After I learn more about Jordan, the environment starts to make further sense. The country relies on foreign aid — I am shocked to discover that Jordan is an expensive place to live, with a hard line between those who lack resources and those who own them. There are few natural resources or potable water. There is also no oil mining to speak of, which perhaps provides further clarification as to why Jordan is surrounded by war and yet there is no war on its home soil. Infrastructure is minimal, causing touring to be somewhat difficult and pricey, particularly for a place that is so tourism-centric. Islam is dominant with several other religions, such as Arab Christian Orthodox, present throughout the land.
Few drink. Too many smoke. Goats, sheep, donkeys, horses, feral cats, wild dogs, and camels run array, and so much is lost in translation that you wonder if there is even a foundation of understanding. There isn’t much water and it is a dry, hot, and barren place where chapstick, sunscreen, and deodorant are all musts.
I have never felt so welcomed in a place so foreign to me, a place where a smile, courtesy, and generosity take you further than you could possibly imagine. A place in which you are constantly greeted and embraced, where the food is so good you never want to stop eating, and even the slightest effort at Arabic words makes people smile. The energy is reciprocal. My eagerness to learn, awe at the history, and general happiness at being there affects the Jordanians around me, whether we're drinking tea with the Bedouins in Wadi Rum or walking through the packed, noisy marketplaces in Amman.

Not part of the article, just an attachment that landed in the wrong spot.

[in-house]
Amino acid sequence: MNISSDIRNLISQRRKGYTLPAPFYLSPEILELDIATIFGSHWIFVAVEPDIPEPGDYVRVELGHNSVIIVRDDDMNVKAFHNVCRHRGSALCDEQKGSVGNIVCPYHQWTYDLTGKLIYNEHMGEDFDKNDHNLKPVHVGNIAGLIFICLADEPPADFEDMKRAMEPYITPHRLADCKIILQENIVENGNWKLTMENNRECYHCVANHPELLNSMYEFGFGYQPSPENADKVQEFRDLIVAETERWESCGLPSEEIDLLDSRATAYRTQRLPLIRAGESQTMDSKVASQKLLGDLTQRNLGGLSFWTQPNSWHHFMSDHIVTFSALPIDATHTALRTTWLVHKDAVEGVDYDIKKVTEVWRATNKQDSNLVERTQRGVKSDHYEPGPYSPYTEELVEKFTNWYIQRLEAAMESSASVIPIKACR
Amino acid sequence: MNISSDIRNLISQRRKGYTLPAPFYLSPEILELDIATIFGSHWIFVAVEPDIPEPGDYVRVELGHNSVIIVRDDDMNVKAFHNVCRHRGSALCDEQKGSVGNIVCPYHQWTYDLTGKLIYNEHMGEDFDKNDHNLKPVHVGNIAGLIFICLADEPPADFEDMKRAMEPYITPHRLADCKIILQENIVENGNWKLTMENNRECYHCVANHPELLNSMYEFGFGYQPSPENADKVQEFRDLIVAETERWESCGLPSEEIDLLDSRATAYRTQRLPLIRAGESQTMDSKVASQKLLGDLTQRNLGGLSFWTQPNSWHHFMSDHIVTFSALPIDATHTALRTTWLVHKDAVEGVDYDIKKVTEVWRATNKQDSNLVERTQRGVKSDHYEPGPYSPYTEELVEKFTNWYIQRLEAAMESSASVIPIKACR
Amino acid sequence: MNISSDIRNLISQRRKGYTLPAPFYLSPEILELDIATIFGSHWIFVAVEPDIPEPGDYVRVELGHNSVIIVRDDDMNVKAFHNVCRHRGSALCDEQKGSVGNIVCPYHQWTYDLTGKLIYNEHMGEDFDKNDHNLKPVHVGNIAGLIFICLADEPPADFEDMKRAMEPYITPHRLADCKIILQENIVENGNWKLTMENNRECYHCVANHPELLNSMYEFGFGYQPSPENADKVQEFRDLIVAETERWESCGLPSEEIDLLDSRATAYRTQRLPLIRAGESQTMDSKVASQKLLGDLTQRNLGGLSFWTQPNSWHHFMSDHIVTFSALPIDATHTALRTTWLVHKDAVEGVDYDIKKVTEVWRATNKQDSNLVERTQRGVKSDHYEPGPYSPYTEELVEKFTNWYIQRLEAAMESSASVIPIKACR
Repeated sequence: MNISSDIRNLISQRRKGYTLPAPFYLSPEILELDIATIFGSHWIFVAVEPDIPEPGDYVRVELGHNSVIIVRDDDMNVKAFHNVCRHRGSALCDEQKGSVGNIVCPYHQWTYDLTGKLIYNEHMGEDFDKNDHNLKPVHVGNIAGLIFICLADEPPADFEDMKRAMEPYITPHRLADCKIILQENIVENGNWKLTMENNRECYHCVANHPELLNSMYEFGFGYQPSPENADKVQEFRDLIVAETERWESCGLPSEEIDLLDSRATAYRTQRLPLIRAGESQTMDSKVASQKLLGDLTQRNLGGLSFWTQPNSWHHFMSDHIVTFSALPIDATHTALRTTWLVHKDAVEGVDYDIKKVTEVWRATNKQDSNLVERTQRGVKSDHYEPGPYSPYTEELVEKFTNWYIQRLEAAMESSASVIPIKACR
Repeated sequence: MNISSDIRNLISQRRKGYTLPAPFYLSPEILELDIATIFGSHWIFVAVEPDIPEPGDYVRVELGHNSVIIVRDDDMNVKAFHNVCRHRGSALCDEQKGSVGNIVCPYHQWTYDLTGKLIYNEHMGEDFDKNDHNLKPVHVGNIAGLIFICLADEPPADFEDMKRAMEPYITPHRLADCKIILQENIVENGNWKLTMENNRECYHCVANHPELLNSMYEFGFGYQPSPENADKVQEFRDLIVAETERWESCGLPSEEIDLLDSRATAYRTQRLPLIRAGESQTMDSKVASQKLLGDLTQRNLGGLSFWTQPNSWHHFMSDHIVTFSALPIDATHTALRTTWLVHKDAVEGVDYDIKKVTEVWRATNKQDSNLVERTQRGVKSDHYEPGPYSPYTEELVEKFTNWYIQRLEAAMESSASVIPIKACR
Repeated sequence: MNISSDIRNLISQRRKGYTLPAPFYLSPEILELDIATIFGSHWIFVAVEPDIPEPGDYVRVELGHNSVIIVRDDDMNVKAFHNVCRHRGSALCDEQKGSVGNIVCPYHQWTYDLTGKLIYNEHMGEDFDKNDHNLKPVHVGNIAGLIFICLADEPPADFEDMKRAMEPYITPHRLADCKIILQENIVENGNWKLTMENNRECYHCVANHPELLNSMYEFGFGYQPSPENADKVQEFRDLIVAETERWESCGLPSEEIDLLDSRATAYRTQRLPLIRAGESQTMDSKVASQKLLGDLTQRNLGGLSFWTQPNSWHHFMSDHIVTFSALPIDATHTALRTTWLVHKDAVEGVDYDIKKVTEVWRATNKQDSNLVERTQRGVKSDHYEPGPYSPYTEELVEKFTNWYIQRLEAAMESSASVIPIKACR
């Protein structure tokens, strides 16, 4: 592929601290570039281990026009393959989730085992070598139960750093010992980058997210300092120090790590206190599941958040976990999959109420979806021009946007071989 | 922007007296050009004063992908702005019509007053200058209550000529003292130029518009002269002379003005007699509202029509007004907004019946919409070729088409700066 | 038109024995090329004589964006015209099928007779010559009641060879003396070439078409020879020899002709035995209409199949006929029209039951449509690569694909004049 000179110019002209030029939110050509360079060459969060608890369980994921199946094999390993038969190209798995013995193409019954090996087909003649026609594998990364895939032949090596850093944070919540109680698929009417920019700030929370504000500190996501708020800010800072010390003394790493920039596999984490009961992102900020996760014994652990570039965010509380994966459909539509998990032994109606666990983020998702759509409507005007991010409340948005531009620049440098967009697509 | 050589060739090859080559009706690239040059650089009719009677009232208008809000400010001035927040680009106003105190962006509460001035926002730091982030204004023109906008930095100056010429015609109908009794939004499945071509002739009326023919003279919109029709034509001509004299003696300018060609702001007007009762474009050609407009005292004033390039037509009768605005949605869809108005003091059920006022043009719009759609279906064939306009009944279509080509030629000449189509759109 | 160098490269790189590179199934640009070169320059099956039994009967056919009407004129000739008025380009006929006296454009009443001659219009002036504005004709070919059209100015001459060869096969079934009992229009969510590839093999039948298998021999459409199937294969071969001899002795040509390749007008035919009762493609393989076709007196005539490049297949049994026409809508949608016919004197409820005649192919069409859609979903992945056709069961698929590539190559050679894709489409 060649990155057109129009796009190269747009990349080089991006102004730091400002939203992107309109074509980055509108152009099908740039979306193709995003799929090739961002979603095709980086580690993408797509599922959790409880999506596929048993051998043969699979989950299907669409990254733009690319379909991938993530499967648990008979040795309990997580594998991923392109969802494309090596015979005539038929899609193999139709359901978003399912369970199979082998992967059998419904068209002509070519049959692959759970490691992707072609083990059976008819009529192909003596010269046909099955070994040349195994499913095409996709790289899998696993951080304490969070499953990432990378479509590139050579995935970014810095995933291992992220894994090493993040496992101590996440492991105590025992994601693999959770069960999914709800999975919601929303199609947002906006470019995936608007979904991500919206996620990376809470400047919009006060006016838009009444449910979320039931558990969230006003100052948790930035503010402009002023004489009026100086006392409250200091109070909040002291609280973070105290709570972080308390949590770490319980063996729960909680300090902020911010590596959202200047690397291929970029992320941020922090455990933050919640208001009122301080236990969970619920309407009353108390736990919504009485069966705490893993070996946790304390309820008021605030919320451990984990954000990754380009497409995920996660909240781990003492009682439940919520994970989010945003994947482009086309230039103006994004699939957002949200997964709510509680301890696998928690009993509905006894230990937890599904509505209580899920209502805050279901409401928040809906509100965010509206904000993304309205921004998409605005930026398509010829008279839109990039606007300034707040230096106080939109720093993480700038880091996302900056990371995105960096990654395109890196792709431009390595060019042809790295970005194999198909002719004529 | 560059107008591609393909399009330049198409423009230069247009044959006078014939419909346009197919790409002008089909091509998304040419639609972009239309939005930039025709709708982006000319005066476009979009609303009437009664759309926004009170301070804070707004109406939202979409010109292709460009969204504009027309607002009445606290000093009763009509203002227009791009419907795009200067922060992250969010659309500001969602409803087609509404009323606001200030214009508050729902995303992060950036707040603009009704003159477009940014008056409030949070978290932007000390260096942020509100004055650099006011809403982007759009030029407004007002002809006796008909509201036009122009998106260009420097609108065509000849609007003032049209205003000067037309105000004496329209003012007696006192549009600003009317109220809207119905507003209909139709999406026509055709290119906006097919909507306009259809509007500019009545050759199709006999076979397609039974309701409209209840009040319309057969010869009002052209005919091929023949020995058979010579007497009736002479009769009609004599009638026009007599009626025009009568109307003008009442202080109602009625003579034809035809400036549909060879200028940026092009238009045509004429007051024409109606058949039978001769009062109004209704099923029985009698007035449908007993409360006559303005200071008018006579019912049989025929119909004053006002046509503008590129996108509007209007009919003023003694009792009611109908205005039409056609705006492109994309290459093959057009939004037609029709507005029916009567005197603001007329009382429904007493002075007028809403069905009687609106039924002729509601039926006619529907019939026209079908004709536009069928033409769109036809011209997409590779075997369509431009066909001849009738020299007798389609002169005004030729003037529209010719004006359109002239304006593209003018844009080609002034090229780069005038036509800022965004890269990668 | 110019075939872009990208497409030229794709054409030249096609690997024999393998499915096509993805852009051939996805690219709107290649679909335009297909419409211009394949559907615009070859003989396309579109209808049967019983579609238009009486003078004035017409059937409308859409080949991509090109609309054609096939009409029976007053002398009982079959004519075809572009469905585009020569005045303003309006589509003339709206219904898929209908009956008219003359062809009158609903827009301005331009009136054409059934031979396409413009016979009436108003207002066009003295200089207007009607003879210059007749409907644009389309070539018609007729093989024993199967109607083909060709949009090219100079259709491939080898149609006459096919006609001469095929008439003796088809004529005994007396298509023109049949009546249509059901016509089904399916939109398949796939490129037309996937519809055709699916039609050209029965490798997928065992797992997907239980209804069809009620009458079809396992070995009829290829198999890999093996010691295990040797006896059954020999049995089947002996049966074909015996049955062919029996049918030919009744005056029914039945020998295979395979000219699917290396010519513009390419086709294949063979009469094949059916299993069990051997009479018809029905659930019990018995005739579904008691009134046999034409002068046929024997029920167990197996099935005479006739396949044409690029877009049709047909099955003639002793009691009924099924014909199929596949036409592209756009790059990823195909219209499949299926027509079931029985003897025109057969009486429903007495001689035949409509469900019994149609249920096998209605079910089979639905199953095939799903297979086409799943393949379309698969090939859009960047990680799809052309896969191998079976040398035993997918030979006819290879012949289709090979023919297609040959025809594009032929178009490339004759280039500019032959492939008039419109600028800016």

Perhaps most importantly, the concept of Jordanian time takes a few days to master.
We communicate this in two particular phrases: “shway, shway,” which loosely translates to “slowly, slowly,” or “a little at a time,” and “ten more minutes,” something we often hear and which in reality means at least another 30 to 90 minutes. However, once you appreciate this, a certain level of comprehension kicks in and you start to grasp that the people of Jordan have their own way of doing things in a manner that Westerners may not be used to. They aren’t worried about the next step and they certainly aren’t dwelling on their previous stumbles — they are more present. Whatever comes in the future will make its way to them eventually, but one thing is for certain: enjoyment of time, or perhaps, life itself, is precious.